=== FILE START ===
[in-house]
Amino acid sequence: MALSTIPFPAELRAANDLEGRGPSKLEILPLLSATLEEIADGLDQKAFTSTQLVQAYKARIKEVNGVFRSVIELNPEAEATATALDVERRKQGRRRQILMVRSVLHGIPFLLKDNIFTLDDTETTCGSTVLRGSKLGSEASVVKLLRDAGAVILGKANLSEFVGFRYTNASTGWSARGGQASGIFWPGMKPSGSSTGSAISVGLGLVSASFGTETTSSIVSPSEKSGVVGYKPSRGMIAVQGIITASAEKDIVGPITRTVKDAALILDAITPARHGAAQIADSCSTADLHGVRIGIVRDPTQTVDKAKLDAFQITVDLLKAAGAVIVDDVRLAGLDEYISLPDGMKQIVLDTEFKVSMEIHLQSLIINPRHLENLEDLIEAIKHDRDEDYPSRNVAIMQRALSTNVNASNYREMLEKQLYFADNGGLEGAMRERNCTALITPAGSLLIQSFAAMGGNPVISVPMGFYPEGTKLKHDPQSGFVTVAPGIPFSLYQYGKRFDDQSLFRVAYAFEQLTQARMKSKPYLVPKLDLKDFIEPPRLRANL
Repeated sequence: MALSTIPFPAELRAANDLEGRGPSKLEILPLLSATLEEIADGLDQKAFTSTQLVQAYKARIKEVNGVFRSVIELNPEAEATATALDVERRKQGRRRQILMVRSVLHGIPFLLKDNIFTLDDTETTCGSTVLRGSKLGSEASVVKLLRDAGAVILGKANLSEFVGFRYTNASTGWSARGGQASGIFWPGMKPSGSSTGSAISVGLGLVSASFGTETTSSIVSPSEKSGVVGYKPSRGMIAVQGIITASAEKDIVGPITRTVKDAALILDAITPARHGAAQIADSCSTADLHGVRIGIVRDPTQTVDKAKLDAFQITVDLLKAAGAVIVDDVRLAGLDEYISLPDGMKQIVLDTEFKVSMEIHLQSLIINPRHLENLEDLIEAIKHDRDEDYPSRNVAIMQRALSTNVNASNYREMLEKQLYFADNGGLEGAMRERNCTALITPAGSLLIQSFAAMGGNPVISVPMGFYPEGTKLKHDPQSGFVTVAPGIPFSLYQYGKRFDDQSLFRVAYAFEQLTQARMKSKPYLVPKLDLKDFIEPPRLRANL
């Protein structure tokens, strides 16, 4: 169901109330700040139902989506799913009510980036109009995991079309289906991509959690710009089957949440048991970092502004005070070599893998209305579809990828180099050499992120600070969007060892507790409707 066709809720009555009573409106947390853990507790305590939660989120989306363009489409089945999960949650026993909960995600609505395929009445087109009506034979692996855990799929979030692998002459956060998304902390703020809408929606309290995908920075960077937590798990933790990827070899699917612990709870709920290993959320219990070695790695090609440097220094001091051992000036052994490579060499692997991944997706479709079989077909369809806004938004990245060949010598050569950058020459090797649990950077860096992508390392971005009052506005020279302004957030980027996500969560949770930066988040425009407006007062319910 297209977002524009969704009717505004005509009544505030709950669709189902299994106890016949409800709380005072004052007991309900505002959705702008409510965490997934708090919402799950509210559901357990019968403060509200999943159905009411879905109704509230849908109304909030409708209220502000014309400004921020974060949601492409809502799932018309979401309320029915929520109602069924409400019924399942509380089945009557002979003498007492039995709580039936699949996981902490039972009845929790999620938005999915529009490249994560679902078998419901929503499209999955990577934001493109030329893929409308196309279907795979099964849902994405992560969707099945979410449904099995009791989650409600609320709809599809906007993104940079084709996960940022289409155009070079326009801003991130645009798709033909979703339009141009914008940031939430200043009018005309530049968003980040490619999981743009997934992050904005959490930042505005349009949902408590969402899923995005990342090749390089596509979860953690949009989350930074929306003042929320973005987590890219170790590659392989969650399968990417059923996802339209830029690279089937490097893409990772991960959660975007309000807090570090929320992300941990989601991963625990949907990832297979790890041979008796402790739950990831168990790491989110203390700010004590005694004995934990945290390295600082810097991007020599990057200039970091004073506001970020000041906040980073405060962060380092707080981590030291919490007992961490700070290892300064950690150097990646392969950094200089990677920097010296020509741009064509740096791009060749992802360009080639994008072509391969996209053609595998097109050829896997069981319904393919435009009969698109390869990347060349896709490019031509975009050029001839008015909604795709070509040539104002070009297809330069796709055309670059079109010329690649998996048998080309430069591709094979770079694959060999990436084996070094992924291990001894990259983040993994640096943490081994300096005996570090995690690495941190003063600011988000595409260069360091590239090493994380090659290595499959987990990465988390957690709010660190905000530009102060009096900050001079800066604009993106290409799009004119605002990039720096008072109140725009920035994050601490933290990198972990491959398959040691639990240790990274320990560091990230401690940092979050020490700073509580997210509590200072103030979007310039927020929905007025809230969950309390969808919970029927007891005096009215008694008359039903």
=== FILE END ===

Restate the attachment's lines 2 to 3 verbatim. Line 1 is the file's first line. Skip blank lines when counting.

Amino acid sequence: MALSTIPFPAELRAANDLEGRGPSKLEILPLLSATLEEIADGLDQKAFTSTQLVQAYKARIKEVNGVFRSVIELNPEAEATATALDVERRKQGRRRQILMVRSVLHGIPFLLKDNIFTLDDTETTCGSTVLRGSKLGSEASVVKLLRDAGAVILGKANLSEFVGFRYTNASTGWSARGGQASGIFWPGMKPSGSSTGSAISVGLGLVSASFGTETTSSIVSPSEKSGVVGYKPSRGMIAVQGIITASAEKDIVGPITRTVKDAALILDAITPARHGAAQIADSCSTADLHGVRIGIVRDPTQTVDKAKLDAFQITVDLLKAAGAVIVDDVRLAGLDEYISLPDGMKQIVLDTEFKVSMEIHLQSLIINPRHLENLEDLIEAIKHDRDEDYPSRNVAIMQRALSTNVNASNYREMLEKQLYFADNGGLEGAMRERNCTALITPAGSLLIQSFAAMGGNPVISVPMGFYPEGTKLKHDPQSGFVTVAPGIPFSLYQYGKRFDDQSLFRVAYAFEQLTQARMKSKPYLVPKLDLKDFIEPPRLRANL
Repeated sequence: MALSTIPFPAELRAANDLEGRGPSKLEILPLLSATLEEIADGLDQKAFTSTQLVQAYKARIKEVNGVFRSVIELNPEAEATATALDVERRKQGRRRQILMVRSVLHGIPFLLKDNIFTLDDTETTCGSTVLRGSKLGSEASVVKLLRDAGAVILGKANLSEFVGFRYTNASTGWSARGGQASGIFWPGMKPSGSSTGSAISVGLGLVSASFGTETTSSIVSPSEKSGVVGYKPSRGMIAVQGIITASAEKDIVGPITRTVKDAALILDAITPARHGAAQIADSCSTADLHGVRIGIVRDPTQTVDKAKLDAFQITVDLLKAAGAVIVDDVRLAGLDEYISLPDGMKQIVLDTEFKVSMEIHLQSLIINPRHLENLEDLIEAIKHDRDEDYPSRNVAIMQRALSTNVNASNYREMLEKQLYFADNGGLEGAMRERNCTALITPAGSLLIQSFAAMGGNPVISVPMGFYPEGTKLKHDPQSGFVTVAPGIPFSLYQYGKRFDDQSLFRVAYAFEQLTQARMKSKPYLVPKLDLKDFIEPPRLRANL